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Insurance payouts not enough to cover riot damage

Most insurance policy reimbursements hover between $25,000 and $50,000, but contractors have consistently been sending in bids that range from $200,000 to $300,000.


It was just one day after rioters ravaged parts of St. Paul, Minnesota that construction crews were hired by the city to demolish the Sports Dome retail complex due to the building's instability, the Star Tribune reported.

It was only after this had happened that the property owners were charged $140,000 in order to have the debris carried off the premises.

"We were really upset about that," Jay Kim, property owner of the Sports Dome, said, whose insurance policy only manages to cover a maximum of $25,000. "We thought that was high. But we didn't know how much demolition would cost at the time."

Most insurance policy reimbursements hover between $25,000 and $50,000, but contractors have consistently been sending in bids that range from $200,000 to $300,000. The Tribune reported that the cost of removing the materials is in many cases more than the property value.

Contractors are well aware that prices for riot-related work tend to be "far higher" than usual, but added that "is because government regulations require them to treat all debris from a burned-out building as hazardous." This has the potential to double the price of debris removal.

"I think that is price-gouging and they should contact the attorney general," Andrea Jenkins, vice president of the Minneapolis City Council, said. "That is a symbol of capitalism run amok."

The CEO of Rachel Contracting pushed back against this, saying that "we aren't taking advantage of anybody," noting that "some people might have sticker shock, how do they know? Most of these folks have never had to wreck a building."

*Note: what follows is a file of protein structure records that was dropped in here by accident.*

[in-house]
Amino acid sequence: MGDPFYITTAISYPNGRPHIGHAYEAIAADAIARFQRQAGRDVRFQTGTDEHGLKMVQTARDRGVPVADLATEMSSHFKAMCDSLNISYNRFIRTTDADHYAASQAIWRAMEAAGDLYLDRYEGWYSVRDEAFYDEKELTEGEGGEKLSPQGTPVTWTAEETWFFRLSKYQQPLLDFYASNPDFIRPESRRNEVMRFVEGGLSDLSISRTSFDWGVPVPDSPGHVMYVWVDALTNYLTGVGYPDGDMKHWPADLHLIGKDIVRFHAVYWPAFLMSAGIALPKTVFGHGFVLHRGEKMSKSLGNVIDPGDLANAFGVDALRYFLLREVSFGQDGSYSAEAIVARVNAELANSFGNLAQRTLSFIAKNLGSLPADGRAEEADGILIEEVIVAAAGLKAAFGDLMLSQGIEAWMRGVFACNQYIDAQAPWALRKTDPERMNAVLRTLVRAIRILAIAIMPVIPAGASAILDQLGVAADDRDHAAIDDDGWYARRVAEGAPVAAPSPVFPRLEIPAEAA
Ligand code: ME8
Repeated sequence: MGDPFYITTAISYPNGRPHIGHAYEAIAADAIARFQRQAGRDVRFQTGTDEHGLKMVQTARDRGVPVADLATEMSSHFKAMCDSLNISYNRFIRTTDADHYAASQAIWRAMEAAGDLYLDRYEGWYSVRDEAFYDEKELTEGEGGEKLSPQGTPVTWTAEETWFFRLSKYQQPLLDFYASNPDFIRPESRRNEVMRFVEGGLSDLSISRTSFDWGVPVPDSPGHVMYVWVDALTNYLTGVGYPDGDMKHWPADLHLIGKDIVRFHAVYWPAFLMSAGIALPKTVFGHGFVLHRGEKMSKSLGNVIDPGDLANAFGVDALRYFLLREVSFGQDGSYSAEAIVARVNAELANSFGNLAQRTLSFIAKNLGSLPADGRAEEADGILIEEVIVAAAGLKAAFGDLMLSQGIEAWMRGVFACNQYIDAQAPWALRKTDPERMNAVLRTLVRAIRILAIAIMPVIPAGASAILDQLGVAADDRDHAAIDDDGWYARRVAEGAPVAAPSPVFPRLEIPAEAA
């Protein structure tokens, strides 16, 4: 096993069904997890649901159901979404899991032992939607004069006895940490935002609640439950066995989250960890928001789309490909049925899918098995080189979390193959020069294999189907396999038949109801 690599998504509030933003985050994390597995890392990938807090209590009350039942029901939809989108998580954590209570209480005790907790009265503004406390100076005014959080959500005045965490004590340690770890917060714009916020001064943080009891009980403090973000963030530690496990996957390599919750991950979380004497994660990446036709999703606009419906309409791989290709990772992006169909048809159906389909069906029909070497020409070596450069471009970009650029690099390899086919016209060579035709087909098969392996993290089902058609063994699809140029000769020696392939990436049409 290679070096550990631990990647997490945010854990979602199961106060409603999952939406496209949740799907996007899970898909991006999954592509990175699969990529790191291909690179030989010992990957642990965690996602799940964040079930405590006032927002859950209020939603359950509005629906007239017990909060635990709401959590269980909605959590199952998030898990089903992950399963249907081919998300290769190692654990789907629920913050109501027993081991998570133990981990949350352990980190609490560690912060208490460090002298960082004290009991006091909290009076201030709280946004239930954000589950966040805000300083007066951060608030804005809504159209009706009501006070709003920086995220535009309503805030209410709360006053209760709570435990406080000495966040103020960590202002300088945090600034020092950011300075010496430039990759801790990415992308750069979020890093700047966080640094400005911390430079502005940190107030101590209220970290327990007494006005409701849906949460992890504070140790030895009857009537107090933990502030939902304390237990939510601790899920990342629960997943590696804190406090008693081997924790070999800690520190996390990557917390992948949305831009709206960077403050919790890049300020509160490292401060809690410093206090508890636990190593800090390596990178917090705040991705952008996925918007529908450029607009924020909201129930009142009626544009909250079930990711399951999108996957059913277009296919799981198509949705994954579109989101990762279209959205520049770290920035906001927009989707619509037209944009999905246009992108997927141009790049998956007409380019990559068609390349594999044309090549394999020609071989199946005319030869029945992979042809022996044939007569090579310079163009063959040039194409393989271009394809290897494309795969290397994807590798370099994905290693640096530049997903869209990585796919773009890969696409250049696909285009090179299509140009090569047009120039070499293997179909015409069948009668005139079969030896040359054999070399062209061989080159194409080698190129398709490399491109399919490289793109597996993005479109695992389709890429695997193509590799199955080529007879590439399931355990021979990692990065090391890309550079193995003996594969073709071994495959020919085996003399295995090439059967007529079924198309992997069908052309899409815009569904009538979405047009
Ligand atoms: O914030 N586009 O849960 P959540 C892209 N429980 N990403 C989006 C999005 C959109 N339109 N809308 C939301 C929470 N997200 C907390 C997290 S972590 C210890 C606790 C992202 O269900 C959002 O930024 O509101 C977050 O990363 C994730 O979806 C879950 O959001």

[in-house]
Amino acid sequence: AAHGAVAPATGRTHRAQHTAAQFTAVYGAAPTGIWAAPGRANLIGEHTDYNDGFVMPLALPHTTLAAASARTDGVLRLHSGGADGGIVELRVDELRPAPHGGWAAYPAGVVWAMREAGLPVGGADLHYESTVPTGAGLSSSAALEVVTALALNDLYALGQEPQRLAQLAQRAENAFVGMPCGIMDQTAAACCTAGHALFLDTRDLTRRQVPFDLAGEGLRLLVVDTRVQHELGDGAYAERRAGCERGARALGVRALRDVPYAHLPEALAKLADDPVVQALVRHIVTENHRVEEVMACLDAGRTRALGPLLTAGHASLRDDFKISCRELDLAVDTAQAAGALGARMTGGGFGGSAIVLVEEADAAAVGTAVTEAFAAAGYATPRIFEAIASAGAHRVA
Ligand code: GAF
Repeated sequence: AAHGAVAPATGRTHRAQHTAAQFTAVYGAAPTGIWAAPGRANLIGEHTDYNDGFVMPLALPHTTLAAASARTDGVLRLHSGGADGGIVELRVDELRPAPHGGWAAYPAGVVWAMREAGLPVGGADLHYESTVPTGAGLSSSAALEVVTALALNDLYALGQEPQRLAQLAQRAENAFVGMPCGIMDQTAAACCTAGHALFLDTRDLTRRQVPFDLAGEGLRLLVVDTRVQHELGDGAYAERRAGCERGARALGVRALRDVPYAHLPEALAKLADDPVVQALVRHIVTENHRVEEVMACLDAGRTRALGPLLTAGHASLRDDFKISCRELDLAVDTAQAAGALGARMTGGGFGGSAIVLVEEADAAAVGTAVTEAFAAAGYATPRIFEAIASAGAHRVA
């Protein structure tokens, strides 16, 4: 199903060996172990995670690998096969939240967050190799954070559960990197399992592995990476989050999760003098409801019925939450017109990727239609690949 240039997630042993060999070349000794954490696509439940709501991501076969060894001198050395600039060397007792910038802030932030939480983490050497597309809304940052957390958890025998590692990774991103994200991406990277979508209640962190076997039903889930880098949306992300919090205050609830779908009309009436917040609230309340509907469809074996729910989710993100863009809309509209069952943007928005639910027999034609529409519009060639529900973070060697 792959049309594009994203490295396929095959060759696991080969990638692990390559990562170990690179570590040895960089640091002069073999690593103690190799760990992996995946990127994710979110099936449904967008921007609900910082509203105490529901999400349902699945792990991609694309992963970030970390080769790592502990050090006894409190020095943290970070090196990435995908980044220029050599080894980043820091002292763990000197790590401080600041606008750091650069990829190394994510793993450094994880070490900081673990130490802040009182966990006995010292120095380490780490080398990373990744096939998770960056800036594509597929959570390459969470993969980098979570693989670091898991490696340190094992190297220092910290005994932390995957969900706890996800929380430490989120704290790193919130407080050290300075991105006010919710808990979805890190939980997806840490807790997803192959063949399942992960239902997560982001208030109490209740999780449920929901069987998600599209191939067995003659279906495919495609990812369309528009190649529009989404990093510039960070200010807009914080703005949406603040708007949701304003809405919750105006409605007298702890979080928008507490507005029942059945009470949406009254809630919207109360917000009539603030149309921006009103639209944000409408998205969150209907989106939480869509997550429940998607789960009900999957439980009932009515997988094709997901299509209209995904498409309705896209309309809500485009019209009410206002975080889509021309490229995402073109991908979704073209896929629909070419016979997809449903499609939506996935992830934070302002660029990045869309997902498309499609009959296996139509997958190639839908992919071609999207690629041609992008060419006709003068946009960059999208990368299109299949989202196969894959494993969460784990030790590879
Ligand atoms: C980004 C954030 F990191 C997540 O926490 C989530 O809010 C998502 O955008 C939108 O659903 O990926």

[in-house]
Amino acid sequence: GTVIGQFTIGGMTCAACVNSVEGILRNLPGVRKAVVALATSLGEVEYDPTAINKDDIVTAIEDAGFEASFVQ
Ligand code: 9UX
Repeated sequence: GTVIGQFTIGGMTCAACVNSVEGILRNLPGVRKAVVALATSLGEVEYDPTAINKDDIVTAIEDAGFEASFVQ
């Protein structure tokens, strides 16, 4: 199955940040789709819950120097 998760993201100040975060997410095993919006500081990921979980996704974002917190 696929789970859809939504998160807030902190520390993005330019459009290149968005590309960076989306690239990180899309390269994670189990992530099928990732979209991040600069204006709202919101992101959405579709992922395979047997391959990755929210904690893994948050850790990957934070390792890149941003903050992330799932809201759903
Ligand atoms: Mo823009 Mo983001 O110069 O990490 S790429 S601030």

The high prices for debris removal has jammed the gears of rebuilding projects starting back up, with the remains of scorched buildings taking months to clear out. This raises questions about the likelihood that others will want to reinvest in the area.

A number of property owners are pleading with city officials to take the lead with contractors by having them combine their projects and seeking "public bids for the work." Some have suggested this is the only way to ensure that contractors will not exploit inexperienced property owners.

"There is power in numbers. If I were the mayor, I would start thinking collectively about how we can help," Kelly Drummer, president of MIGIZI Communications, said. MIGIZI Communications was destroyed in the riots.

St. Paul officials have, in response, coordinated a few demolition projects, including Kim's Sports Dome. Kim said that he was grateful to accept the $140,000 bid, seeing that other companies were bidding as high as $285,000.

The Tribune reported that Minneapolis is considering making the same moves. "We understand there is a role for the city to make this happen," Steve Poor, Minneapolis' director of development services, said. "The mayor told us to go and see what you can do. We are looking at what is possible."

There has been a defense of rioting and arson from many that have stated that since insurance would cover the damage, no one is actually hurt by the property damage. Early from Minneapolis, the first American city to go up in flames after the death of George Floyd, indicate that the costs far exceed the insurance coverage.

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